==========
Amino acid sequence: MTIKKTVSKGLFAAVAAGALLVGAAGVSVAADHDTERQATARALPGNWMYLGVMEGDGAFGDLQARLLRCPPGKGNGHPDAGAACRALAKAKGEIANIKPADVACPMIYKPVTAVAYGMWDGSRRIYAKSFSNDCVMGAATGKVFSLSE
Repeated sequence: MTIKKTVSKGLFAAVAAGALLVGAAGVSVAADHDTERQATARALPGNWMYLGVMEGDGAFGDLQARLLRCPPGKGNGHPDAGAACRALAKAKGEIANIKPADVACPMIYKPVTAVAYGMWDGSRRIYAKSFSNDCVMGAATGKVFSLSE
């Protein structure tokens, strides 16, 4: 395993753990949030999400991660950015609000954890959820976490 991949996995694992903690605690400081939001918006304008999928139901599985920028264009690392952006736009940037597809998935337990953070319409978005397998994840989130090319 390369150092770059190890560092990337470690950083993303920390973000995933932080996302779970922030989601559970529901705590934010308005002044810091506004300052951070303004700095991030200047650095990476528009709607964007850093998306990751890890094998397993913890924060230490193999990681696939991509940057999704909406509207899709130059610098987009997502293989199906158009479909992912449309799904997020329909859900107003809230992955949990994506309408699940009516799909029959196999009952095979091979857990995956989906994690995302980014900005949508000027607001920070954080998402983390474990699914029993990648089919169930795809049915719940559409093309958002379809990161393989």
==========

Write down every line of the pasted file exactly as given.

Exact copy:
Amino acid sequence: MTIKKTVSKGLFAAVAAGALLVGAAGVSVAADHDTERQATARALPGNWMYLGVMEGDGAFGDLQARLLRCPPGKGNGHPDAGAACRALAKAKGEIANIKPADVACPMIYKPVTAVAYGMWDGSRRIYAKSFSNDCVMGAATGKVFSLSE
Repeated sequence: MTIKKTVSKGLFAAVAAGALLVGAAGVSVAADHDTERQATARALPGNWMYLGVMEGDGAFGDLQARLLRCPPGKGNGHPDAGAACRALAKAKGEIANIKPADVACPMIYKPVTAVAYGMWDGSRRIYAKSFSNDCVMGAATGKVFSLSE
């Protein structure tokens, strides 16, 4: 395993753990949030999400991660950015609000954890959820976490 991949996995694992903690605690400081939001918006304008999928139901599985920028264009690392952006736009940037597809998935337990953070319409978005397998994840989130090319 390369150092770059190890560092990337470690950083993303920390973000995933932080996302779970922030989601559970529901705590934010308005002044810091506004300052951070303004700095991030200047650095990476528009709607964007850093998306990751890890094998397993913890924060230490193999990681696939991509940057999704909406509207899709130059610098987009997502293989199906158009479909992912449309799904997020329909859900107003809230992955949990994506309408699940009516799909029959196999009952095979091979857990995956989906994690995302980014900005949508000027607001920070954080998402983390474990699914029993990648089919169930795809049915719940559409093309958002379809990161393989």